Just how sharp is sharp????

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Forum topic by Bill White posted 01-10-2012 12:28 AM 1430 views 0 times favorited 6 replies Add to Favorites Watch
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Bill White

4947 posts in 3982 days

01-10-2012 12:28 AM

I keep seeing more and more options to buy stones and stuff that will allow me to sharpen my planes/chisels to an almost impossible edge with a gazzilion micron edge. I sharpen with my Makita 9820 and waterstones with great results, and just don’t understand the need to end up with honing on 8000+ grit stones so that I will be able to take epidermal offerings to the local skin transplant dermatologist.
Am I missing something? Seems that if tools are working well with edges that take good cuts, why is there such a karma inducing need to further the art.
Grandpa didn’t have this stuff, and he was a pretty darned good woodworker.


6 replies so far

View jmos's profile


838 posts in 2391 days

#1 posted 01-10-2012 12:55 AM

Bill, whatever works for you is great.

When I started I bought the David Charlesworth DVD; teaches using 1000/8000 grit stones and micro bevels for sharpening. that’s what I’ve gotten used to. Once the initial flattening is done, it’s quick and sharp. Some swear by scary sharp, looks like that works well too. I have a Jet wet sharpener, but hardly ever use it. I like water stones better.

As long as your happy with the results, that’s what matters.

-- John

View a1Jim's profile


117114 posts in 3599 days

#2 posted 01-10-2012 01:03 AM

I have used the Scary sharp technique and work sharp 3000 ,they both work. A master woodworker who pretty much was the cause of Finewoodworking magizine’s success Named “Tage Frid” use to grab a belt sander and sharpen his chisels with it and go back to work, that was it as far as his sharpening went for him. I think what’s sharp enough is what works for you and the project your working on.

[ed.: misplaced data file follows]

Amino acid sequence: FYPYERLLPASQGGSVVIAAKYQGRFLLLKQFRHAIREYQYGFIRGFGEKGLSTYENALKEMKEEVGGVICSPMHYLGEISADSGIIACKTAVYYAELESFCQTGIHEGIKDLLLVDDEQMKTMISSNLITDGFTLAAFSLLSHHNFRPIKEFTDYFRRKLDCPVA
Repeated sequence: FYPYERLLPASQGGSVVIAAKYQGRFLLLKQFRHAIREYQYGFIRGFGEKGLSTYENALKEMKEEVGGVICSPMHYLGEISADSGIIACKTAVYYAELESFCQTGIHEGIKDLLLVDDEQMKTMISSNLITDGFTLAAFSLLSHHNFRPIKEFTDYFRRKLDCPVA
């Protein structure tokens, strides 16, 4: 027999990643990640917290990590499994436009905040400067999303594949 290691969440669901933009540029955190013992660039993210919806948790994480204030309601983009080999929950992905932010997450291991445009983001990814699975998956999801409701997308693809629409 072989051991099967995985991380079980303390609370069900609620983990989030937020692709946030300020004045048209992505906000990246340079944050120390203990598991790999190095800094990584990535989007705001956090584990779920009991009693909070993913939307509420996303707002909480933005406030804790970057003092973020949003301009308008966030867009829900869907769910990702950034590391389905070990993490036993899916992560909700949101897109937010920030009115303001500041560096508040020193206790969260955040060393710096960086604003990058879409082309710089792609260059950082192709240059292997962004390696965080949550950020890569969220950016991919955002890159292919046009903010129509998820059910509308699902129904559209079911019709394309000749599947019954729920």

-- wood crafting & woodworking classes

View Dennisgrosen's profile


10880 posts in 3137 days

#3 posted 01-10-2012 01:15 AM

you ask how sharp is sharp …..... dooh
but I know what we attemp to do
and that is to let the flat side and the beveled side meet each other in point zero…. theoreticly
if you can reach that point …. you can´t get it sharper than that :-)

if you find 4000 grit sharp and its work for you fine
but may I surgest if you get the chance to work with or to hone a cheisel to 8000 or 12000 grit take it
you will see you work more time before you have to sharpen again (and possibly even more precise)
since you can hone many times before you have to step down in grits to sharpen
again lesser time on the stones and more working with wood :-)


View DrDirt's profile


4424 posts in 3764 days

#4 posted 01-10-2012 01:29 AM

If you are hammering mortises it is not that necessary.
if you are paring the tails on you dovetailed drawer then sharp comes into play.

I use the sandpaper method then touch the edge on a felt wheel with rubbing compound. Have used the Tage Frid method with the belt sander, followed by lapping on a buffing wheel.

Others use some form of a strop, be it leather like the old straight razor days, or diamond paste on a piece of MDF.

Use whatever works for the task at hand.

-- “The two most important days in your life are the day you are born and the day you find out why.” Mark Twain

View MrRon's profile


4793 posts in 3265 days

#5 posted 01-10-2012 01:56 AM

I think the 8000 grit stones may be necessary if you are trying to put an edge on a $3000 Japanese knife with 300 layers of steel, but for our ordinary crucible steel used in cutting tools, sandpaper and 1000 grit stones is enough. If you were to put the edge of a cutting tool under a very high powered microscope, you would see a jagged edge. To remove that jagged edge, you have to go to the 8000+ grit water stones which are fine for razor blades, but totaly un-necessary for hand tools. Sharper is better is not always true. A very sharp edge is weak and won’t stand up to hand tool use. OK for shaving or surgery. As long as he tool cuts well, it’s sharp enough.

View Gibbs's profile


22 posts in 2351 days

#6 posted 01-10-2012 02:51 AM

Ron is right. I sharpen straight razors with my hones and have shaved with them..all 26 or so of them. But I am cutting soft whiskers, and soft compared to what one cuts in woodworking. The reason for the leather strop and felts, etc for razors is that you need to true up a VERY delicate edge. Even a leather strop not used properly will bend over the edge and defeat what you are trying to acomplish. You need “chisel” sharp for wood and it has to come to a fine sharp edge, yes, but toughness and hardness of the steel is more vital than hair splitting sharp. In all honesty, when I worked at Boeing and they did a lot of machining of metals, nothing beats carbide inserts for necessary sharpness and long life.

-- Vern in SW Michigan look me up at my website at sometime

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